Let’s see how it’s working out so far.

In 2010 The Falcons fielded the 16th ranked offense, averaging 341 yards per game. Through 10 games in 2011, they boast the 12th ranked offense, averaging 369 yards per game. That’s a 4 spot jump in the rankings. Is it enough to get them to the super bowl? Only time will tell.

#10: Washington>Jacksonville. Jacksonville acquired this pick from Washington for Jacksonville’s first- (16th overall, Ryan Kerrigan) and second-round (49th Ben Ijalana) selections, and selected Blaine Gabbert. In 2010 the Jaguars had the 15th overall offense, averaging 341 yards per game. Through ten games in 2011 they are dead last, averaging 249 yards per game. I realize that Blaine Gabbert is going to struggle as a rookie quarterback, and not be as efficient as Veteran David Gerrard was the year before. This is simply a look at the short term success of teams that trade up in the first round.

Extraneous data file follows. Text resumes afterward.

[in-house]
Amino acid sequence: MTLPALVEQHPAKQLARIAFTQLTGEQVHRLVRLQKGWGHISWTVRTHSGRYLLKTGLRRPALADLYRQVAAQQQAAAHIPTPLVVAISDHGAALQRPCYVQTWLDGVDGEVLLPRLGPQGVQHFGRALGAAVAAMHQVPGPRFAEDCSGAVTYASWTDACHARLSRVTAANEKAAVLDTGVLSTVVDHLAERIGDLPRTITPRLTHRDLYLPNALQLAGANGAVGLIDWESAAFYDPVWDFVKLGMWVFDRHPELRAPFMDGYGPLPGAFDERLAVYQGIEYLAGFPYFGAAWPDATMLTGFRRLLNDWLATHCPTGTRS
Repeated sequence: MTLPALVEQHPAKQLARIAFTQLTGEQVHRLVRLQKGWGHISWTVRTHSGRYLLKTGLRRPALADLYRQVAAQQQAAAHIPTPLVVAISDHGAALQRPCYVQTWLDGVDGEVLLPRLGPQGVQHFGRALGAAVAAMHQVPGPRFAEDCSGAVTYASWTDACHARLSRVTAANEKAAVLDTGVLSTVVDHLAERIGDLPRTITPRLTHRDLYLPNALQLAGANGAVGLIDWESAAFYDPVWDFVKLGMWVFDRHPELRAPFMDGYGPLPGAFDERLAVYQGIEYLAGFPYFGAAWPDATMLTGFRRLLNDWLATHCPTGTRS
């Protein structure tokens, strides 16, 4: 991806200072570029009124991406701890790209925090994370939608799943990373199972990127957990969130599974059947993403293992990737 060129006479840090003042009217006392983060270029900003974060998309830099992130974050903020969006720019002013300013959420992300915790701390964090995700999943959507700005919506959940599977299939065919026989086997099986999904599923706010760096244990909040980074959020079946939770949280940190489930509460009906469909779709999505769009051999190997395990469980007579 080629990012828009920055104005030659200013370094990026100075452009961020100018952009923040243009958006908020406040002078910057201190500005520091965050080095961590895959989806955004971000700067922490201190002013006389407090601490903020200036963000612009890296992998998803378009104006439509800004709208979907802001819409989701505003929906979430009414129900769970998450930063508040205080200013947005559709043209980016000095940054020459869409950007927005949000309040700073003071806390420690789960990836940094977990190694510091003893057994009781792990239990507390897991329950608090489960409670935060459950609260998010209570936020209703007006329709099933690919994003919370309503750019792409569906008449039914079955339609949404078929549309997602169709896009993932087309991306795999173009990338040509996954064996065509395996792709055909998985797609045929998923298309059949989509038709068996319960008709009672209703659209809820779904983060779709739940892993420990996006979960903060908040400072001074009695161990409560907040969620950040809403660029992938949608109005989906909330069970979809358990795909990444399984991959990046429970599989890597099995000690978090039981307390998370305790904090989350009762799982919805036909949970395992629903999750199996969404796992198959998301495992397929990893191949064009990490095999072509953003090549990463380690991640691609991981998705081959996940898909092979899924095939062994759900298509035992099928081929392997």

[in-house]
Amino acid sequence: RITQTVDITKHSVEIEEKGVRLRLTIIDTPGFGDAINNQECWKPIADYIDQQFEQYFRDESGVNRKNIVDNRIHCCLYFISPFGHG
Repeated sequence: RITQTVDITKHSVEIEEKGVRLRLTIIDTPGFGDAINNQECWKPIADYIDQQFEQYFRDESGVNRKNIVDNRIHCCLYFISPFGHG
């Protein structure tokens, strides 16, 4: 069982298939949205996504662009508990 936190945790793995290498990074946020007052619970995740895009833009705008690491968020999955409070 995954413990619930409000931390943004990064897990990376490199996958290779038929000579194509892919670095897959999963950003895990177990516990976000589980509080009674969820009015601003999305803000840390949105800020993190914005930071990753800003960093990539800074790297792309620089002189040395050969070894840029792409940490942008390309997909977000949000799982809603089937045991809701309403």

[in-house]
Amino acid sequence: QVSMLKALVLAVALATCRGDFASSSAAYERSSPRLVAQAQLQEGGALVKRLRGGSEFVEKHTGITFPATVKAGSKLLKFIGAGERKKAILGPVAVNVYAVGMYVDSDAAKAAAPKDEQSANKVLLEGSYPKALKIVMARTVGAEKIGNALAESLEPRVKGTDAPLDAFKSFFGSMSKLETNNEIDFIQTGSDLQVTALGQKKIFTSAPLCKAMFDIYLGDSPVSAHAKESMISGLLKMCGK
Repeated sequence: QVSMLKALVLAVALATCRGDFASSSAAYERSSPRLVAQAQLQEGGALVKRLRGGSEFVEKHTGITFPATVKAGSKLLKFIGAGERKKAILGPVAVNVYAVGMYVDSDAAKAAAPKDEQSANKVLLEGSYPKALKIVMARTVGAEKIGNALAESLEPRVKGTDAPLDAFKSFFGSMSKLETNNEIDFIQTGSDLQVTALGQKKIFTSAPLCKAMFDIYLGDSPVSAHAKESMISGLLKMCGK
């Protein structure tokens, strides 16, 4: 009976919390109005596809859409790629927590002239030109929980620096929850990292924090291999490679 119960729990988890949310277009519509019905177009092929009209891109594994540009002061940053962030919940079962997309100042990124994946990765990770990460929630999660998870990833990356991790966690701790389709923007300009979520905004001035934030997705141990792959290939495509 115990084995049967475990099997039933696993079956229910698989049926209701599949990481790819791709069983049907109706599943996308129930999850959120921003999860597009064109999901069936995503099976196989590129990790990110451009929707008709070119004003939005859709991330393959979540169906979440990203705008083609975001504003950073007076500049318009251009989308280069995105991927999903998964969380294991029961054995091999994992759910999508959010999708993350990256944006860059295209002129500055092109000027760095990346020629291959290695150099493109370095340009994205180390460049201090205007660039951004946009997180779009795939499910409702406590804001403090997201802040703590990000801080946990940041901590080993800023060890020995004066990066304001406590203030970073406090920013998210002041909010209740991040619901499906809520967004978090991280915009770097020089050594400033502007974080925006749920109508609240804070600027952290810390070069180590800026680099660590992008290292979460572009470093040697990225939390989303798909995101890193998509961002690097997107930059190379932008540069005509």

#17: Oakland >New England. Oakland traded this selection to New England (#17, Nate Solder) for defensive lineman Richard Seymour.

Since this trade occurred at the beginning of the 2009 season, I compared the Raiders 2008 overall defense to their mark in 2009. In 2008 The Raiders had the 27th overall defense allowing 360 YPG. In 2009 they moved up on spot to 26th, averaging 361 YPG. So even though they moved up one spot in the rankings, they actually got 1 yard per game worse, not the return you would like from a 1st round defensive tackle.

The numbers below reflect each team’s winning percentage and average draft position (ADP) in the first round for each teams last five first round picks. I did it this way to have an even number of choices to evaluate each team, as every team has not had first round picks every year.